Breastfeeding is a beautiful, natural thing. A mother's milk comes chock-full of nutrients and antibodies designed to better baby. Science has been fascinated with breastfeeding for years, leading to a plethora of studies on the topic. Despite all of this research, there are some huge things we still don't know about breastfeeding.
Most women who have breastfed know how challenging it can be, and how little you typically know about it when you start feeding your first baby. As obstacles pop up along the way, new moms often look to other moms, lactation specialists, and the internet for answers to their questions, and often those sources prove invaluable. There are some breastfeeding questions, though, remain unanswered.
Common issues such as colic, allergy development, and the effects of pain medication on breastfeeding and lactation following birth are only partly understood, if at all. Without solid, evidence-based answers to these questions, we run the risk of forcing mothers to rely on rumor and hearsay without facts to back them up. Here's are three little-understood issues that are hopefully on scientists' to-study list:
Colic & Breastfeeding
Everyone expects babies to cry, especially newborns. For some new parents, it can feel like it's all they do. Any parent can share with you a slew of sleepless nights' stories caused by crying children. But newborns can cry more than they usually would as the result of colic. Parents reported that about 15 to 25 percent of all newborns are deemed "colicky."
Doctors and scientists have tried and failed countless times to assign a cause to colic. Suggested factors have included allergies to milk proteins and bacterial imbalances in babies' guts — with some doctors going as far as to say that colic is a chemical imbalance in some babies brains, according to The New Yorker. Many moms report colicky behavior following feedings, particularly associated with gas. Despite these theories and observations, we still don't know for sure how or if breastfeeding influences colic symptoms.
Allergies & Breastfeeding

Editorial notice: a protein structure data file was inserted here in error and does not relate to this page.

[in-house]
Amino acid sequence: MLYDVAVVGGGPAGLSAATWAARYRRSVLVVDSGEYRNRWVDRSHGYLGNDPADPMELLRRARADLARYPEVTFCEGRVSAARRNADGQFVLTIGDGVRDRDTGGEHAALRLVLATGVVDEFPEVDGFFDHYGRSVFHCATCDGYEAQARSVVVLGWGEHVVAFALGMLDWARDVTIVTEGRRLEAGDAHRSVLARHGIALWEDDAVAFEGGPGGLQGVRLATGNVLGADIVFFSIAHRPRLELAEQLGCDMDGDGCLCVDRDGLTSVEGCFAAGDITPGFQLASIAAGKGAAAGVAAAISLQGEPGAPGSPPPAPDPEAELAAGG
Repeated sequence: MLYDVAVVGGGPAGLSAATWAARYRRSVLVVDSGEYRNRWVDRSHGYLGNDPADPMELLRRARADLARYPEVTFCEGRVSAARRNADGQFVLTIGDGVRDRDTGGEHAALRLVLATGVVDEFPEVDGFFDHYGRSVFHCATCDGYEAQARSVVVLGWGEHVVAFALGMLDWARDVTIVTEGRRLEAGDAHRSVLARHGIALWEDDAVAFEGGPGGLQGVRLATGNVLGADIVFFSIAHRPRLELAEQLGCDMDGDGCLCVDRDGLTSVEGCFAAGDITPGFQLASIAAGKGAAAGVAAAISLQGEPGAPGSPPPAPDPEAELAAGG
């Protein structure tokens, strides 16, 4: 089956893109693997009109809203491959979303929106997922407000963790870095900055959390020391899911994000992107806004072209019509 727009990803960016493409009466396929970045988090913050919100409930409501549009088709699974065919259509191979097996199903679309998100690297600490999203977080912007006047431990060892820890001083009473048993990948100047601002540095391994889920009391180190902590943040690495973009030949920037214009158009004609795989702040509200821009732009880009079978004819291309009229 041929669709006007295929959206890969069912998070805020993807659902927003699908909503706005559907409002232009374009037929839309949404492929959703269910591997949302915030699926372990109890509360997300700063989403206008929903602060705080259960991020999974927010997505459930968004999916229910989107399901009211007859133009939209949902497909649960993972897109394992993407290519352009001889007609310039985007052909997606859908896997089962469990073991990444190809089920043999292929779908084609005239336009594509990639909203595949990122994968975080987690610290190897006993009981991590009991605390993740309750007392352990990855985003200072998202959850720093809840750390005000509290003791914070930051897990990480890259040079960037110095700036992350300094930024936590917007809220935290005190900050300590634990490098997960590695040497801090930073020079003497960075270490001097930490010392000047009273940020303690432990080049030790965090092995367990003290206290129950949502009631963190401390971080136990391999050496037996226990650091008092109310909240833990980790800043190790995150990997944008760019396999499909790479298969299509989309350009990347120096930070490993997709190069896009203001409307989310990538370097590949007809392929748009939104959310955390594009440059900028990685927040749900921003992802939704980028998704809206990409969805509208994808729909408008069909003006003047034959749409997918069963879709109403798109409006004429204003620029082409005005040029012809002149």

Along with important antibodies, breastfed babies also get their nutrition through their mother's milk. A little of what mom eats or drinks makes it to the mouth of her baby — which why doctors caution against drinking too much caffeine while breastfeeding. Another potential implication of these shared nutrients presents itself in the form of childhood allergies. Peanut allergies, in particular, have been steadily on the rise in the U.S. The New York Times reported that cases of peanut allergies have risen more than threefold, from 0.4 percent of the population in 1997 to 1.4 percent in 2010.
Scientists have gone back and forth trying to determine how breastfed allergens influence sensitivity in infants. In 2000, scientists warned pregnant and nursing women against eating peanuts, especially if allergies ran in the family. They found that trace amounts that reached the fetus or nursing baby could lead to an allergy later in life. More recent studies, however, hypothesize the exact opposite — researchers currently believe that infants could be desensitized by exposure to allergens. Conflicting results leave mothers unsure how exactly breastmilk influences likelihood of allergy development. Perhaps later studies will shed more light on why children are developing allergies with such frequency and how breastfeeding comes into play.
Labor Pain Medications & Breastfeeding
The question of whether to use an epidural and accompanying pain management medications or to give birth without one has been debated for as long as women have been given the choice. Complaints associated with medicated births include drowsiness, fewer memories of the experience, and a disconnection from reality (a good friend of mine was convinced she was being abducted by aliens while giving a medicated birth, true story). One additional question that is being raised concerning labor pain medications is how they impact lactation and breastfeeding.
It remains unclear exactly what the implications of medicated births are for breastfeeding, but there are some reasons to believe that labor medications can make it harder. For example, breastfeeding is largely dictated by the baby's behavior. According to a report by BREASTFEEDING MEDICINE:
Depressed or delayed suckling, which can be caused by medications given to mothers, can lead to delayed or suppressed lactogenesis and risk of excess infant weight loss.
Additionally, unmedicated, spontaneous births that result in immediate skin-to-skin contact have been shown to bring about more baby-initiated breastfeeding. Further studies on how pain medications impact breastfeeding and lactation would help mothers make informed decisions about what is best for them and baby.
Choosing whether to breastfeed a child — and whether to keep breastfeeding — can be tricky. That decision is made even more complicated by the number of unknowns floating around the issue. As we continue to study the miracle of motherhood, answers to burning questions such as these need more attention. Until then, as they say, fed is best.